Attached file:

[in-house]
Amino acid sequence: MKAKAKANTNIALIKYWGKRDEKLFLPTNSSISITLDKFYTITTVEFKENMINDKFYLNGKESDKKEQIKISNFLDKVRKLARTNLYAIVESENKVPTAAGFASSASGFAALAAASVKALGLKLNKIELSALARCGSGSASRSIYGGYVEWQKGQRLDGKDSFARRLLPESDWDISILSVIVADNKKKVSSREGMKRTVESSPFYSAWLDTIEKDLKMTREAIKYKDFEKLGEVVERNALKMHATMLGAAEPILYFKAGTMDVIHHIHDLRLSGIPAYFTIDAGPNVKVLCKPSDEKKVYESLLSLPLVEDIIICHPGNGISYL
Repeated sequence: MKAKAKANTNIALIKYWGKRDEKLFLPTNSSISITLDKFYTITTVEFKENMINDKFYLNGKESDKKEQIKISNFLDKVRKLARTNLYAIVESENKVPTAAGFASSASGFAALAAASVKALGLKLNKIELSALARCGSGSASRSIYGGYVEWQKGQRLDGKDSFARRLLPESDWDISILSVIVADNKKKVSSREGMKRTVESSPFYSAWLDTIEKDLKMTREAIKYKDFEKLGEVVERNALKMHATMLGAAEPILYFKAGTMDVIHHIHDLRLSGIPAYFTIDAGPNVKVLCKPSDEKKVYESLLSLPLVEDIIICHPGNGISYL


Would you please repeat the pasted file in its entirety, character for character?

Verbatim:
[in-house]
Amino acid sequence: MKAKAKANTNIALIKYWGKRDEKLFLPTNSSISITLDKFYTITTVEFKENMINDKFYLNGKESDKKEQIKISNFLDKVRKLARTNLYAIVESENKVPTAAGFASSASGFAALAAASVKALGLKLNKIELSALARCGSGSASRSIYGGYVEWQKGQRLDGKDSFARRLLPESDWDISILSVIVADNKKKVSSREGMKRTVESSPFYSAWLDTIEKDLKMTREAIKYKDFEKLGEVVERNALKMHATMLGAAEPILYFKAGTMDVIHHIHDLRLSGIPAYFTIDAGPNVKVLCKPSDEKKVYESLLSLPLVEDIIICHPGNGISYL
Repeated sequence: MKAKAKANTNIALIKYWGKRDEKLFLPTNSSISITLDKFYTITTVEFKENMINDKFYLNGKESDKKEQIKISNFLDKVRKLARTNLYAIVESENKVPTAAGFASSASGFAALAAASVKALGLKLNKIELSALARCGSGSASRSIYGGYVEWQKGQRLDGKDSFARRLLPESDWDISILSVIVADNKKKVSSREGMKRTVESSPFYSAWLDTIEKDLKMTREAIKYKDFEKLGEVVERNALKMHATMLGAAEPILYFKAGTMDVIHHIHDLRLSGIPAYFTIDAGPNVKVLCKPSDEKKVYESLLSLPLVEDIIICHPGNGISYL